If popular education is education that connects us with the lives and stories of everyday people and thereby can create bridges of understanding and solidarity, then films that represent those lives in rich detail and in a way that challenges viewers to think in new ways are vital educational tools. (Brown, 2011 p. 245)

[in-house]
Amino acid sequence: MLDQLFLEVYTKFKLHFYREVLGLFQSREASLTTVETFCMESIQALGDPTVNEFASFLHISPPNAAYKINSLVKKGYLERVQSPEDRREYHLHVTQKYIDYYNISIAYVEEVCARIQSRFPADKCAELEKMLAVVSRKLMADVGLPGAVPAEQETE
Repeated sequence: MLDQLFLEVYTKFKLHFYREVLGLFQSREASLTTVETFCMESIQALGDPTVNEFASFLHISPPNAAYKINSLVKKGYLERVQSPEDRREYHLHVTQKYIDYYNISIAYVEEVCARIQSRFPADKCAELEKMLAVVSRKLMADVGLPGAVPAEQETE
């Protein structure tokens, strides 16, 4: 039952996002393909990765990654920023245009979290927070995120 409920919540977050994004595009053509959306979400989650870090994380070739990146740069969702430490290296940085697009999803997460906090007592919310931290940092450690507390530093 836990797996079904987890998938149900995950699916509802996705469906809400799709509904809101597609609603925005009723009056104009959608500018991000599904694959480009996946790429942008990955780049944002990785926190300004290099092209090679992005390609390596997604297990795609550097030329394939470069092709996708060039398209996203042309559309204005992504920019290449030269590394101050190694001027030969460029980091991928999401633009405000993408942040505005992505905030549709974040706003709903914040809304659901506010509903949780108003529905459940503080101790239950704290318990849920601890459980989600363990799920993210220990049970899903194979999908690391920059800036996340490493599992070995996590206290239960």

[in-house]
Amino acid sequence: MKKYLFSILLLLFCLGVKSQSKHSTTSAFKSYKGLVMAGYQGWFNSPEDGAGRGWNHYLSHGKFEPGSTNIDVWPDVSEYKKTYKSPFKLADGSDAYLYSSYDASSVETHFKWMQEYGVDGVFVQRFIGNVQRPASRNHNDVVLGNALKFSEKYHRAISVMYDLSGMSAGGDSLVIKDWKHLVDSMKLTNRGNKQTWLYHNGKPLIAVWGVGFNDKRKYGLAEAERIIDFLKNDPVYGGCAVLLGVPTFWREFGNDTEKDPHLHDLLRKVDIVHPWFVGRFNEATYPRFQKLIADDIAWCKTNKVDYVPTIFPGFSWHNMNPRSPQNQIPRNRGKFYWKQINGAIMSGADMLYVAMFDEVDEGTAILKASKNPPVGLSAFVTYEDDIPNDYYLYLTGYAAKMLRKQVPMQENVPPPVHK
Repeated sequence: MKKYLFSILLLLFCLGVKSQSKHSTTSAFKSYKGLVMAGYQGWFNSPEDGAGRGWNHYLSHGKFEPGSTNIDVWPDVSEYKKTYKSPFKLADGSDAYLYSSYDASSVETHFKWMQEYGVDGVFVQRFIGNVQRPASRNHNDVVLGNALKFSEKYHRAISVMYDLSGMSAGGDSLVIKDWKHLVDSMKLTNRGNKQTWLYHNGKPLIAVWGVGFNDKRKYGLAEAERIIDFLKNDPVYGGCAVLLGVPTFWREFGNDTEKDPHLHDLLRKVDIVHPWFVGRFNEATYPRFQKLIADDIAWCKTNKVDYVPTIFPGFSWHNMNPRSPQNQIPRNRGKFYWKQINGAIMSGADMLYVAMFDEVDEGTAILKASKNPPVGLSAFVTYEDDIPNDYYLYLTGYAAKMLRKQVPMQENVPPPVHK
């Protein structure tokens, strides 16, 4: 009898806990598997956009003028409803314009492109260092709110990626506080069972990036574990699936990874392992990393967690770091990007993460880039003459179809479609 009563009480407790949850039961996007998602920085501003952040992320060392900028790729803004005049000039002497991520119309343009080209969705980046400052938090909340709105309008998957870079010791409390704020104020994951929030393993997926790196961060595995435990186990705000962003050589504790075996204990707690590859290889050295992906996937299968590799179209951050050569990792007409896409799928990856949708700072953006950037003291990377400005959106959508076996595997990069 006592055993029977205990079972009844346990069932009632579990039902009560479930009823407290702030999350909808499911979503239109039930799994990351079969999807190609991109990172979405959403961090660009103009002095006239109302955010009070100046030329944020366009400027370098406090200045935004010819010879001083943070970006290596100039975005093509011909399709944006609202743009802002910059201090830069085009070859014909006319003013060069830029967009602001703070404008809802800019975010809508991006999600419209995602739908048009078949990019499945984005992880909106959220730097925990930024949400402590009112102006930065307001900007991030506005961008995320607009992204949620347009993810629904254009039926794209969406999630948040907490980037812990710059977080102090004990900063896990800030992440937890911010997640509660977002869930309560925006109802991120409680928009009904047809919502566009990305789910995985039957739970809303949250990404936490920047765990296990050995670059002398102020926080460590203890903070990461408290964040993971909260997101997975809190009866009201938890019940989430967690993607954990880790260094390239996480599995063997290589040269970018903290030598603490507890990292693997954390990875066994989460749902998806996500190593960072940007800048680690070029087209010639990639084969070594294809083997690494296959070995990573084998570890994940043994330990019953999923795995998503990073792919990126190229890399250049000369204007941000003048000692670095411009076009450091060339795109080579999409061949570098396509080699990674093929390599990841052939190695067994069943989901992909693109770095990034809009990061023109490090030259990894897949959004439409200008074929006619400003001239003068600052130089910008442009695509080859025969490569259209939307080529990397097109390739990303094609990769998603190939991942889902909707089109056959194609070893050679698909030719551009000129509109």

The film The Grand Budapest Hotel, written and directed by Wes Anderson and based on the writing of Stephan Zweig, is an example of one such popular educational tool that allows its viewers to learn more about the societies we live in (Anderson, 2014). The Grand Budapest Hotel (TGBH) follows the story of concierge Gustave and lobby boy Zero Mustafa’s adventures after being framed for the murder of a noble women from the fictional Republic of Zubrowka in the 1930s (Anderson, 2014). Zubrowka is styled after long gone Eastern European empires, such as the Ottoman, Austro-Hungarian, or Soviet, and portrays Zubrowka’s decline into war and poverty (Scott, 2014). Throughout the film, many diagenetic and non-diagenetic elements are used to hint at the fictional Republic’s similarities to real life western culture. Of importance is the fact that concierge Gustave is an educated Western man, while Mustafa is a stateless boy from Eastern descent, with the stories happenstances connecting these two unlikely characters. Zero’s wife Agatha highlights the importance of their connection by the end of the film, when reciting in lyrical fashion “Whence came these two radiant, celestial brothers, untied for an instance as they crossed the stratosphere of our starry window. One from the East and one from the West.” (Anderson, 20141:29:00). The importance of these characters backgrounds and connection proves Rancière’s concept of “distribution of the sensible”, where aesthetics allows director Wes Anderson, through the use of film techniques, to disrupt the senses of a western audience by presenting a refugee’s lived experience as a central theme making visible the status of Eastern refugees in Western European countries. Due to its success within Western European audiences, with the majority of its global box office success deriving from audiences in UK and France, I assume that the movie was indeed targeted towards this specific audience in order to disrupt the conception of western social order (Beaumont-Thomas, 2014). To support my claim, I shall first provide a brief conception of Rancière’s “distribution of the sensible”. Then I shall turn to the film techniques used by Anderson to bring this concept to life in TGBH.